Teen Education

With more than 12 unique programs, and a full-time Director of Youth Engagement, Beth Emet is at the cutting edge of youth education and programming in synagogue life.

At Beth Emet we are committed to providing post-Kabbalat Mitzvah education that encourages belonging and connections as well as deep engagement with questions and Jewish sources.

Our three youth groups span 4th through 12th grade and offer opportunities that complement our formal educational programs. Our high school and middle school youth groups are directed by boards of students, giving them a chance to be real leaders in the community.


Each of our teen classes encourage students to explore Judaism, while thinking critically about their own roles and responsibilities in the world.

We approach social justice as an important lifelong mitzvah and aim to build skills to make a difference in the world.

7th grade Gesher students learn to identify Jewish values in their lives and to use those values as they make choices.

In 8th grade, Mitzvah Corps teaches about the root causes of social inequalities and ways teenagers can help make change and Madrichim in Training gets 8th graders ready to be classroom helpers when they get into high school.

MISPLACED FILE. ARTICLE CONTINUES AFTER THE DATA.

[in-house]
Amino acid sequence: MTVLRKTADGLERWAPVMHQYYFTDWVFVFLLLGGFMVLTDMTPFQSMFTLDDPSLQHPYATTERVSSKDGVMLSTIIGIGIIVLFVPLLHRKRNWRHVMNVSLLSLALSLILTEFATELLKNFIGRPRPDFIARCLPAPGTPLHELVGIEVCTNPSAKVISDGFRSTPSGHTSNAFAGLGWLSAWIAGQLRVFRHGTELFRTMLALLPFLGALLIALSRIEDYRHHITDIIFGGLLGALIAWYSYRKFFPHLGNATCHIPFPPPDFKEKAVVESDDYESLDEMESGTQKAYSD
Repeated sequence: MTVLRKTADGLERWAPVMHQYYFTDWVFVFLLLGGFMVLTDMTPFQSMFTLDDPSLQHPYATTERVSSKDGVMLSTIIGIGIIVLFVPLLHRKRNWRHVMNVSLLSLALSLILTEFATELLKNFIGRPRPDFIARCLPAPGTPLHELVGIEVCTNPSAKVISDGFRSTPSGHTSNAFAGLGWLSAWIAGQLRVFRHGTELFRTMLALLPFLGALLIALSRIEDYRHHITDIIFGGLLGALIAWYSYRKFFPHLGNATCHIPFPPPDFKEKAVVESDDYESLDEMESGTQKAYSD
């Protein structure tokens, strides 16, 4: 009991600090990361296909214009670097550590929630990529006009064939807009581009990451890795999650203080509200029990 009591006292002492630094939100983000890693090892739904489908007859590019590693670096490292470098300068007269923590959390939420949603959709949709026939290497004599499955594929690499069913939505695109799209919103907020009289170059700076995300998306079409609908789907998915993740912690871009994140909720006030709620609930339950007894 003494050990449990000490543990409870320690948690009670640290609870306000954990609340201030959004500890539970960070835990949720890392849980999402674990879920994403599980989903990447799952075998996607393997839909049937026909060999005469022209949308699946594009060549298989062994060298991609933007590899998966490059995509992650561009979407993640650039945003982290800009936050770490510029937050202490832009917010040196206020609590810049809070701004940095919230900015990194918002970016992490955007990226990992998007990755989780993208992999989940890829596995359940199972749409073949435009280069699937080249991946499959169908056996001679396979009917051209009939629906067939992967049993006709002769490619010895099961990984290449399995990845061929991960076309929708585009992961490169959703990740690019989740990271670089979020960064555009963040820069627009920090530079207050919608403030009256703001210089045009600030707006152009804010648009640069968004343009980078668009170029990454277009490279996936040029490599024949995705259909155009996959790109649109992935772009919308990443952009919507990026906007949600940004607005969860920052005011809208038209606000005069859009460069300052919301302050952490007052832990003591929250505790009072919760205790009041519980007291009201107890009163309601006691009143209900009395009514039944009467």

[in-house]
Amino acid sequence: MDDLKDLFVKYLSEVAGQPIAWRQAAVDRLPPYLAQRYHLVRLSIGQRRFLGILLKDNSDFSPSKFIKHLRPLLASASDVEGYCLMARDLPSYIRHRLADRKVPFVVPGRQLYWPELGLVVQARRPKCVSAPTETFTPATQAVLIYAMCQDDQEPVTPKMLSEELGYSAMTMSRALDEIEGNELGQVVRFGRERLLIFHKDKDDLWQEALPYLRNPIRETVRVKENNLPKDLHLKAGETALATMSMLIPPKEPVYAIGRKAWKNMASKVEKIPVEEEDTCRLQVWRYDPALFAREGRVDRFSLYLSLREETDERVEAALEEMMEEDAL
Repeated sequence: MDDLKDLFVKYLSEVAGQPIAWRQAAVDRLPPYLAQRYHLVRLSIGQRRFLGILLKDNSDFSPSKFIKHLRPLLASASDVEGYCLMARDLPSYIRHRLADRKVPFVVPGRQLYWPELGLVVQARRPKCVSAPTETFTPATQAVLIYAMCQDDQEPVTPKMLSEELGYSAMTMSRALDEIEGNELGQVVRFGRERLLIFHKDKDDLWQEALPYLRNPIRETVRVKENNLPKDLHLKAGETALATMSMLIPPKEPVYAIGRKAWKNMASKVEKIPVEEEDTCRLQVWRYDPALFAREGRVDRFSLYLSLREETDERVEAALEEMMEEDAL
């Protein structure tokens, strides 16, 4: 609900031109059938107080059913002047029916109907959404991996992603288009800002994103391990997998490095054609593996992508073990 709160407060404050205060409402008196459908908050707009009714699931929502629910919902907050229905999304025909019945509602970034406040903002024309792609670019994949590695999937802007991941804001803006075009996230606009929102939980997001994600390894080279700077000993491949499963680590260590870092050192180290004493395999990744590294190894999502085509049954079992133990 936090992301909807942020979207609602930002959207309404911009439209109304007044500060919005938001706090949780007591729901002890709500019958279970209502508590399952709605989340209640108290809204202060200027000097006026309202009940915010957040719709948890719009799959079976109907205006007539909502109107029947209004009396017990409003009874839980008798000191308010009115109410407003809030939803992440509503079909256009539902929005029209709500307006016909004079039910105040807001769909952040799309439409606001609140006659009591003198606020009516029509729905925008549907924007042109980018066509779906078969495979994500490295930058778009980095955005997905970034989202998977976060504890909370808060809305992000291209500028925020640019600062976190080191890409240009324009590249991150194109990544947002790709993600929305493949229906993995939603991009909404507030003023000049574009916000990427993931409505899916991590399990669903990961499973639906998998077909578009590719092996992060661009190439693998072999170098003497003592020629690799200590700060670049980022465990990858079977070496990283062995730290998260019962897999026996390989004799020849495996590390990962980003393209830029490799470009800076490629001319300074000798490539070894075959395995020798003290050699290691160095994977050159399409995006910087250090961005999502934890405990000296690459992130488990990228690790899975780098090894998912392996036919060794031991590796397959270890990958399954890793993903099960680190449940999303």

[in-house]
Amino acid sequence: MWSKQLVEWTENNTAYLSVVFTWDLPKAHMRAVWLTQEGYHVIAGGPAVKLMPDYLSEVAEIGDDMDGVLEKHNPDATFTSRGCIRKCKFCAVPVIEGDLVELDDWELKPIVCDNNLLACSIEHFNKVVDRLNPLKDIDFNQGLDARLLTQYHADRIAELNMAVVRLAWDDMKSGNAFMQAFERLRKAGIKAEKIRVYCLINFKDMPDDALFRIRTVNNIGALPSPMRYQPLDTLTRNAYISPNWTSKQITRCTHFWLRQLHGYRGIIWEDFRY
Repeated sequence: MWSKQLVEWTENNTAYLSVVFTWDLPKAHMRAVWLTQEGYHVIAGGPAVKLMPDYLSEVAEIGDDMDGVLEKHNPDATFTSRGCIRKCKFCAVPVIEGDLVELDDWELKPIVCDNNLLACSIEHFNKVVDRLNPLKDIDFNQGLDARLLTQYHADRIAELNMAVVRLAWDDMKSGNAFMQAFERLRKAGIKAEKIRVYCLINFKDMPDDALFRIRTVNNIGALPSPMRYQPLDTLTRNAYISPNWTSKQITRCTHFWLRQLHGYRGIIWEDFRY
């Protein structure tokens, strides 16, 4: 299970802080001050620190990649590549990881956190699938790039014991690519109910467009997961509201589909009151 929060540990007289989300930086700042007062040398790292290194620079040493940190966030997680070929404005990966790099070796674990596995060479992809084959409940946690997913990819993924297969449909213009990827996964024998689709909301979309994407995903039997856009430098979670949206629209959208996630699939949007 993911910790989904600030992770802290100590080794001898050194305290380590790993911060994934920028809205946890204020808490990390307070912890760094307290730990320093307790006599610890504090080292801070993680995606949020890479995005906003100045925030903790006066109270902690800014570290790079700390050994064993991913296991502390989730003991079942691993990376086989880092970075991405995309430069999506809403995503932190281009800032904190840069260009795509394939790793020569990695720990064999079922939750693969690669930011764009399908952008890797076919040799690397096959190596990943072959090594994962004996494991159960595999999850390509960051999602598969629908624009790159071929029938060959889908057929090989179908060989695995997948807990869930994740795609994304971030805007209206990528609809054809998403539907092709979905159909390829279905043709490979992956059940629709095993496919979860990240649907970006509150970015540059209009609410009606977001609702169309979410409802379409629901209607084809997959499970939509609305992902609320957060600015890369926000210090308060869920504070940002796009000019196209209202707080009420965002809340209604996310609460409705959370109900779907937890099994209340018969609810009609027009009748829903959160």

9th and 10th grades build their civic engagement toolboxes in Chavayah, while 11th grade Talmidim (students) participate in self-directed group study on Israel.

Finally, 12th grade Kabbalat Torah participants study theology with Rabbi London. In addition to action, students who participate in our teen classes develop a love for and commitment to Judaism, a strong sense of self and community, and the ability to speak thoughtfully on questions of God, Torah and Israel.

Our Philosophy

To facilitate programs that inspire authentic engagement with Judaism and Jewish practice, to build the skills for leadership and social change, and to provide a safe and responsive program that meets students and teens where they are in their lives and helps them to grow as Jews and thoughtful people.

Teen Programs

When: Thursdays 4:15-6:15 pm and two Sundays a month from 10:30am-12:00pm

Gesher (the Hebrew word for bridge) is designed to bridge the growth of our 7th grade students from children in the Jewish community to being adults.

Our students spend this year advancing their understanding of Judaism as a religion, community, and culture as they begin the next stage of their Jewish identities.